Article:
Collaborative Training and Inference at the Wireless Edge for Collective Intelligence

  • Institution: Georgia Tech Research Corporation
  • Project Lead: Faramarz Fekri
  • Project Description: This project aims to analyze and design federated and collaborative machine learning training and inference schemes for edge computing, with the goal of increasing efficiency over wireless networks. Researchers will address challenges with real-time machine learning at the edge, including limited and dynamic wireless channel bandwidth, unevenly distributed data across edge devices and on-device resource constraints.

Ultra-Reliable Collaborative Computing for Autonomous Unmanned Aerial Vehicles

  • Institution: University of California, Irvine
  • Project Leads: Marco Levorato and Stephan Mandt
  • Project Description: This project aims to develop machine learning methodologies to provide reliable distributed computing in drone-infrastructure systems. Researchers will aim to create a layer of intelligence, located in the individual drones, capable of controlling: 1) how information is transferred and analyzed across the available network and server resources, and 2) device flight parameters and navigation. Additionally, researchers will develop systems to compress information-rich data streams generated by the device before they are transmitted for remote analysis.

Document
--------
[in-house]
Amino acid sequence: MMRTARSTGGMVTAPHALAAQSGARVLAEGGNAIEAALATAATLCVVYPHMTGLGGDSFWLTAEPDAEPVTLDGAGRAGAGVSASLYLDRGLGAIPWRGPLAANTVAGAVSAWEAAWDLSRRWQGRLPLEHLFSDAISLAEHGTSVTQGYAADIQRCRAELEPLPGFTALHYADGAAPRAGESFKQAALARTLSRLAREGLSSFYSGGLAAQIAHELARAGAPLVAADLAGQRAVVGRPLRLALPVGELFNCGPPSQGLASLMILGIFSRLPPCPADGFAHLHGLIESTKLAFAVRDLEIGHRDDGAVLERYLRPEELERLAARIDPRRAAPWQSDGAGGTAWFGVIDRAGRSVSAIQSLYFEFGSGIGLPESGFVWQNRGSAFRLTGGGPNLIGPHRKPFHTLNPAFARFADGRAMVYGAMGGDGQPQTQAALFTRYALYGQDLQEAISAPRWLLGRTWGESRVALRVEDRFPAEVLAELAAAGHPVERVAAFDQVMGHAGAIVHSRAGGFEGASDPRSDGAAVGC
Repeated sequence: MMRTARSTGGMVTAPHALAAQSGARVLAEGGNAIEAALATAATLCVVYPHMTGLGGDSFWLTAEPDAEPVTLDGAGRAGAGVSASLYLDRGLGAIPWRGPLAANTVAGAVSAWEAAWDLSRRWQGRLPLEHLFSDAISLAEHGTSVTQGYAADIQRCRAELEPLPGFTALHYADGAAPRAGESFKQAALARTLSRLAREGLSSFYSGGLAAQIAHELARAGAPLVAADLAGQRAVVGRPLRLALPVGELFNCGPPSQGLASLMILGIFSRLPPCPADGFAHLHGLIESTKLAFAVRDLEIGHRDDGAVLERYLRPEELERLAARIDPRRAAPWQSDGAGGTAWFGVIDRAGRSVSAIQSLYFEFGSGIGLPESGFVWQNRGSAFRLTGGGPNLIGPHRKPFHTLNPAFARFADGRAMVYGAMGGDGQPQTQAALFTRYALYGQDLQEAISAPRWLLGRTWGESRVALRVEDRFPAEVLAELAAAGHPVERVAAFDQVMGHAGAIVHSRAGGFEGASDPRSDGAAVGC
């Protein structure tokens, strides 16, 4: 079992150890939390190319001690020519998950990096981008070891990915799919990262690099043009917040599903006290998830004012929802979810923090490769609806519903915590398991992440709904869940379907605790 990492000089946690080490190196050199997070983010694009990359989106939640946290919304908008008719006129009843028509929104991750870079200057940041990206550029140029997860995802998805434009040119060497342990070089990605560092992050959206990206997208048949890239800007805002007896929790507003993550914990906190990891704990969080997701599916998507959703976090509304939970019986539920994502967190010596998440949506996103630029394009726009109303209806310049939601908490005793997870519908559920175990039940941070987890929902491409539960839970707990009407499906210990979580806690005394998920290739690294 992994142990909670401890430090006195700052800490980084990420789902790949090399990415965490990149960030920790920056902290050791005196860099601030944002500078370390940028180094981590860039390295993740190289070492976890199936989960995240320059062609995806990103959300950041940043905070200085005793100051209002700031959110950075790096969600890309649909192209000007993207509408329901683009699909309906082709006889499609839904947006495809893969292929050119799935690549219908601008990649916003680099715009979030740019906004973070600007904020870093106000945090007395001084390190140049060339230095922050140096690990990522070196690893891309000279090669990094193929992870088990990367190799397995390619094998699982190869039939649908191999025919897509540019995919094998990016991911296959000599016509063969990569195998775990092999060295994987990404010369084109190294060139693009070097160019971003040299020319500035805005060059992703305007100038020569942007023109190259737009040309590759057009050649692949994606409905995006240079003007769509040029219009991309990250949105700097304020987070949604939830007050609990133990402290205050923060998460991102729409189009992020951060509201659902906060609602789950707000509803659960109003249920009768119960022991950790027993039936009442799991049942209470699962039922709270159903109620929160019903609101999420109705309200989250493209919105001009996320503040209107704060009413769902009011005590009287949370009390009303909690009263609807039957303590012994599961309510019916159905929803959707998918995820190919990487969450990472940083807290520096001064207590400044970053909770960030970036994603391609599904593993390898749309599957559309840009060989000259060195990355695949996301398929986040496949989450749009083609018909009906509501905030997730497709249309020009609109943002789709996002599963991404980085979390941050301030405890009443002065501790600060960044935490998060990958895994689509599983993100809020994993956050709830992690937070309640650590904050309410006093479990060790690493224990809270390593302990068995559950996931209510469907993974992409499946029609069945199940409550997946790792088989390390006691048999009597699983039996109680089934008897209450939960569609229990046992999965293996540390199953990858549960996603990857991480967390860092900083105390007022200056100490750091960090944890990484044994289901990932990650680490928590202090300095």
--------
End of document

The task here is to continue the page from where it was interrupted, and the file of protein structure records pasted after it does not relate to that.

Wireless On-the-Edge Training of Deep Networks Using Independent Subnets

  • Institution: Rice University
  • Project Leads: Christopher Jermaine, Anastasios Kyrillidis and Yingyan Lin
  • Project Description: This project will aim to train large-scale centralized neural networks by separating them into a set of independent sub-networks that can be trained on different devices at the edge.

A Coding-Centric Approach to Robust, Secure, and Private Distributed Learning Over Wireless

  • Institutions: University of Southern California and University of California, Berkeley